Isentropic Ltd develops technologies, systems and components for the grid-scale storage of energy. It was founded to develop a prototype to demonstrate the concept of Pumped Heat Energy Storage (PHES).
The main components that make up a PHES system include our class leading Isentropic Thermal Store and our highly optimised Heat Engine.  The Thermal Store demonstrator has led to GTI-Storage, a technology that enables Gas Turbine power plants to provide a storage system that, in energy terms, is equivalent to installing a large battery next to the plant. Development of the Heat Engine is ongoing.  

Thermal Stores

Isentropic Thermal Stores are split into layers to achieve
high efficiency of thermal transfer, low pressure drop
and higher energy density than other 'packed bed' stores.

The Isentropic Thermal Stores work by direct heat exchange between high pressure gas and particles of crushed rock or gravel. The design of a 'packed bed' store is normally a compromise between pressure drop and heat transfer. Reducing the particle size improves heat transfer efficiency but smaller particles offer more resistance to gas flow through the store. (The reverse is true for larger particles). The particle size of the storage media must therefore be carefully selected to mediate between these loss mechanisms.

Layered Store

Isentropic Ltd's most important contribution to 'packed bed' storage is the layered store. Gas flow can be confined to the region where heat exchange is active, termed the 'thermal front', while inactive areas, above and below, are bypassed. This allows the use of small particles for efficient heat exchange whilst maintaining a low pressure drop through the store. Active control of the thermal front allows for much higher energy density by ensuring that the front is kept short.




Simple to Produce

The packed bed is contained within an insulated pressure vessel, such as the ones shown in the image below. The patented thermal store design is unique to Isentropic Ltd. Current designs envisage peak pressures of 25 bar and peak temperatures of 550°C. The external pressure vessel can be manufactured by a wide range of suppliers.


Two Thermal Stores installed at our site in Fareham


Extensively Tested

Following an extensive development programme, Isentropic Ltd has built two thermal stores with 12 tons and 26 tons of storage media, respectively. A range of successful tests have been conducted which confirm the principles of operation and the efficiency of energy recovery of the system. Energy recovery can exceed 95%.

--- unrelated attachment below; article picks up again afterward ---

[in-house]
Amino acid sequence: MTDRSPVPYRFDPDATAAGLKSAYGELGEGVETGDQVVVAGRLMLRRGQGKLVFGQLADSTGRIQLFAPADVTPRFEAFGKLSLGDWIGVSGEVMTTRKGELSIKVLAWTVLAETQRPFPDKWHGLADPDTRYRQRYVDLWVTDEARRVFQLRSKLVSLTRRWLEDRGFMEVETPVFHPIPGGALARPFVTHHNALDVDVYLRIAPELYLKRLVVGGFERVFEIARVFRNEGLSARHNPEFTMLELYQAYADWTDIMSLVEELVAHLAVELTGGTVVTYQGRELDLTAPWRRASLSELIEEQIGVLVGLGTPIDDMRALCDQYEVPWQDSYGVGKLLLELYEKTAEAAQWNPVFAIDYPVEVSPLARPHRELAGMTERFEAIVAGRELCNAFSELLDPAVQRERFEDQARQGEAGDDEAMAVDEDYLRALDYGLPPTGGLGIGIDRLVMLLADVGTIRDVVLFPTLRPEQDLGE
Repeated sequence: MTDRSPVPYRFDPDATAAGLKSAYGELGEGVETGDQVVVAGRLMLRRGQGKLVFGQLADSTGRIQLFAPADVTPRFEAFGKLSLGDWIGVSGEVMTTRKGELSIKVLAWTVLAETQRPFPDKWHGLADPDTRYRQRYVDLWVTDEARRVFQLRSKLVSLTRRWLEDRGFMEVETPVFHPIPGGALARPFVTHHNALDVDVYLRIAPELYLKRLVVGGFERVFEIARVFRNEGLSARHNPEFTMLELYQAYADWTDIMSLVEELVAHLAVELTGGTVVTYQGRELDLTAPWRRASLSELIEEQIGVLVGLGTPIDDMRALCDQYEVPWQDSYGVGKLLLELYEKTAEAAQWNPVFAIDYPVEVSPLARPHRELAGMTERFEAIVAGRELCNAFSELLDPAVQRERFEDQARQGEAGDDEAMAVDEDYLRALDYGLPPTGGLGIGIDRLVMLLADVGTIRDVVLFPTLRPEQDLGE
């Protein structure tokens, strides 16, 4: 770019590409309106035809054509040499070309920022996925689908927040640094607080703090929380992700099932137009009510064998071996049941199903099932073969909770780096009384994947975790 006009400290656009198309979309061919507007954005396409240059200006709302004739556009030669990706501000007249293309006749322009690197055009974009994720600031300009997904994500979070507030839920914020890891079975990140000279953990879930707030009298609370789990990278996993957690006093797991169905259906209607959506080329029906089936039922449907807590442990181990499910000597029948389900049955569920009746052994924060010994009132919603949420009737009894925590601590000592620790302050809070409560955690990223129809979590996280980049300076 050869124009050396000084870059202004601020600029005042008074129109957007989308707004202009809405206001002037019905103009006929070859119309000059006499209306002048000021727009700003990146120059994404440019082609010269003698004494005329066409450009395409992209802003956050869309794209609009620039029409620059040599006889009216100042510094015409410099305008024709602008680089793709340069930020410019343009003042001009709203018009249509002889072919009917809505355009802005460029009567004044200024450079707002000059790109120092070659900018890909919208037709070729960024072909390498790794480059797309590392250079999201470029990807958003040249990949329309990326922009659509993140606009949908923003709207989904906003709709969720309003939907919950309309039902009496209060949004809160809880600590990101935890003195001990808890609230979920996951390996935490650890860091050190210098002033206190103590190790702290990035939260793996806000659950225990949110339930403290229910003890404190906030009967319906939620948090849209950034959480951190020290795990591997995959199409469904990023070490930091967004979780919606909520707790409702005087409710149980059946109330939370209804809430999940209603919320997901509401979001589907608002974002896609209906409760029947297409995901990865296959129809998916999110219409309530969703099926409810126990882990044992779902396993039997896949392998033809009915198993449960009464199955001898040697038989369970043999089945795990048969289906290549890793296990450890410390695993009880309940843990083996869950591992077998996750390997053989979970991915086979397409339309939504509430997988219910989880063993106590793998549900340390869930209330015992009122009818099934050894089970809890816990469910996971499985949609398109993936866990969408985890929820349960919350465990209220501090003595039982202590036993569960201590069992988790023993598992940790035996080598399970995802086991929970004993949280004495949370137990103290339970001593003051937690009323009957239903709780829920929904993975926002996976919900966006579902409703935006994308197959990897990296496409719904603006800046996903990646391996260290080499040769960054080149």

The video below, generated from test data, shows the movement of a real thermal front through an Isentropic Thermal Store.


Gas Turbine Integrated (GTI) Storage addresses the operational
issues of Combined Cycle Gas Turbines (CCGT), by allowing
for faster ramping, greater turndown and time shifting of power production

The Isentropic GTI-Storage system is based on the process of extraction, storage and subsequent reinjection of hot compressed air into a gas turbine. Air extraction and air injection has been used in gas turbines in the past and this system utilises this process, but with the addition of the Isentropic Thermal Store to enhance flexibility and efficiency.

A conventional gas turbine

In a conventional gas turbine air is drawn through the compressor, fuel is added to the mixture and the products of combustion all pass through the turbine. Power is used to turn the compressor but a greater amount is produced by the turbine. The difference is the net shaft power, which is used to drive an electrical generator. (Typically the turbine power is around twice that of the compressor).                                            

The Isentropic  GTI-Storage system includes the following components:                                    
   - CCGT (new or existing)
   - Thermal stores (in particular, the patented Isentropic  Thermal Store)
   - An additional compressor for pumping up to the 250 bar storage pressure
   - Pressurised steel pipe designed to store compressed air at high pressure

With GTI-Storage, air is injected into or bled from the gas turbine just before the combustor. This allows hot, pressurised air from the compressor to be stored and fed back into the gas turbine at a later time. By controlling the bleed or injection rate the output power of the turbine can be varied significantly.


Charge Mode                                                          Discharge Mode

By bleeding some air to the Air &                             Injection of stored air supplements the
Heat Storage unit, less air is passed                           flow to the combustor, increasing fuel 
through the combustor and so the                           burn and leading to an increase in the  
power output of the turbine is reduced.                   power output of the system.           

Note that when charging or discharging the reduction or increase in the power output is greater than the storage power. The gas turbine has an amplifying effect on the stored power.



Stand-alone, flexible storage

The Company is developing a stand-alone energy storage system called Pumped Heat Energy Storage (PHES). The cycle uses a proprietary reciprocating heat pump/engine (developed in-house by Isentropic Ltd). It will take electricity from the grid to charge the system.

The reciprocating heat pump/engine is a positive displacement machine based on an entirely new concept. It has been designed from first principles to achieve high efficiency at low cost. The result is flexible power machinery that is optimised for use in electricity storage, that can be sited anywhere. It is designed to operate between 500ºC and -160ºC without lubrication. There are a number of potential applications for this machine.

The video below describes the charging and discharging of a PHES system.